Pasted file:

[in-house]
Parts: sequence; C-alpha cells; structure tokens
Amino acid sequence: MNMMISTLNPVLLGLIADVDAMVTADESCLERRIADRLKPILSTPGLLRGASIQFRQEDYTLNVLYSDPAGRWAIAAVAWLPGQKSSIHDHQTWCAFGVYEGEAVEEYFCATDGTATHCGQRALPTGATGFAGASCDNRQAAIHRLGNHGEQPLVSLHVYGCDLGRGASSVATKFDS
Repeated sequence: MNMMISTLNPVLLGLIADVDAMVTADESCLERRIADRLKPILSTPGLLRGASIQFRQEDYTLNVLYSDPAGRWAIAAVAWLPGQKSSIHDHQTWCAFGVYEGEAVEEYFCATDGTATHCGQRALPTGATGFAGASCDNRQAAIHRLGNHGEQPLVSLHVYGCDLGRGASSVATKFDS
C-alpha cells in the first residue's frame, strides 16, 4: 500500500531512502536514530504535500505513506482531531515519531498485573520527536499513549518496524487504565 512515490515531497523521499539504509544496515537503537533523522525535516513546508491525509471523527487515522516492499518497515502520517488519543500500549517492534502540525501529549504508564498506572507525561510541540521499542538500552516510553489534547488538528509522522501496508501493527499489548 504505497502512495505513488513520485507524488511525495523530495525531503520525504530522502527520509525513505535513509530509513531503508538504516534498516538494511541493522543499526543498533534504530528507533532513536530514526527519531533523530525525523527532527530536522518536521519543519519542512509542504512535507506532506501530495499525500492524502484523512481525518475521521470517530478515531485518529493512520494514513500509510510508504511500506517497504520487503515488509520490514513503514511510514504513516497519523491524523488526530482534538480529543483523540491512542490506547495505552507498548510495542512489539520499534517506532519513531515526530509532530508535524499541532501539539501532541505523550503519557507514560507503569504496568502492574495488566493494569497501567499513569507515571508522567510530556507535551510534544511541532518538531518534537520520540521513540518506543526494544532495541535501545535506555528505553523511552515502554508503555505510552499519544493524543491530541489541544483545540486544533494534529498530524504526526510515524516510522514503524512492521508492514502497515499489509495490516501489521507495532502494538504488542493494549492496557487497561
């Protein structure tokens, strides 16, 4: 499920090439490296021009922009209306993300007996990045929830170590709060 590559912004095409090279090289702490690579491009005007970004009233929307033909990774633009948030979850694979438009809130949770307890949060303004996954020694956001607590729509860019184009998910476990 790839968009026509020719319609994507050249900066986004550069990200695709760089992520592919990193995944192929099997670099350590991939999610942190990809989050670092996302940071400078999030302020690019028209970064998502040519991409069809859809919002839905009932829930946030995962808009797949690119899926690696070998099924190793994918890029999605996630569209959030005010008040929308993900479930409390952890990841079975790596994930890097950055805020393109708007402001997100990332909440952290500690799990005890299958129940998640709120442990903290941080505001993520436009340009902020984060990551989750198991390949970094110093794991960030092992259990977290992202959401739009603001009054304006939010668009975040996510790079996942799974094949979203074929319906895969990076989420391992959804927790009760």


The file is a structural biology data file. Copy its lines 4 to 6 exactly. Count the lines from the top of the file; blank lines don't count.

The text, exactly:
Repeated sequence: MNMMISTLNPVLLGLIADVDAMVTADESCLERRIADRLKPILSTPGLLRGASIQFRQEDYTLNVLYSDPAGRWAIAAVAWLPGQKSSIHDHQTWCAFGVYEGEAVEEYFCATDGTATHCGQRALPTGATGFAGASCDNRQAAIHRLGNHGEQPLVSLHVYGCDLGRGASSVATKFDS
C-alpha cells in the first residue's frame, strides 16, 4: 500500500531512502536514530504535500505513506482531531515519531498485573520527536499513549518496524487504565 512515490515531497523521499539504509544496515537503537533523522525535516513546508491525509471523527487515522516492499518497515502520517488519543500500549517492534502540525501529549504508564498506572507525561510541540521499542538500552516510553489534547488538528509522522501496508501493527499489548 504505497502512495505513488513520485507524488511525495523530495525531503520525504530522502527520509525513505535513509530509513531503508538504516534498516538494511541493522543499526543498533534504530528507533532513536530514526527519531533523530525525523527532527530536522518536521519543519519542512509542504512535507506532506501530495499525500492524502484523512481525518475521521470517530478515531485518529493512520494514513500509510510508504511500506517497504520487503515488509520490514513503514511510514504513516497519523491524523488526530482534538480529543483523540491512542490506547495505552507498548510495542512489539520499534517506532519513531515526530509532530508535524499541532501539539501532541505523550503519557507514560507503569504496568502492574495488566493494569497501567499513569507515571508522567510530556507535551510534544511541532518538531518534537520520540521513540518506543526494544532495541535501545535506555528505553523511552515502554508503555505510552499519544493524543491530541489541544483545540486544533494534529498530524504526526510515524516510522514503524512492521508492514502497515499489509495490516501489521507495532502494538504488542493494549492496557487497561
């Protein structure tokens, strides 16, 4: 499920090439490296021009922009209306993300007996990045929830170590709060 590559912004095409090279090289702490690579491009005007970004009233929307033909990774633009948030979850694979438009809130949770307890949060303004996954020694956001607590729509860019184009998910476990 790839968009026509020719319609994507050249900066986004550069990200695709760089992520592919990193995944192929099997670099350590991939999610942190990809989050670092996302940071400078999030302020690019028209970064998502040519991409069809859809919002839905009932829930946030995962808009797949690119899926690696070998099924190793994918890029999605996630569209959030005010008040929308993900479930409390952890990841079975790596994930890097950055805020393109708007402001997100990332909440952290500690799990005890299958129940998640709120442990903290941080505001993520436009340009902020984060990551989750198991390949970094110093794991960030092992259990977290992202959401739009603001009054304006939010668009975040996510790079996942799974094949979203074929319906895969990076989420391992959804927790009760």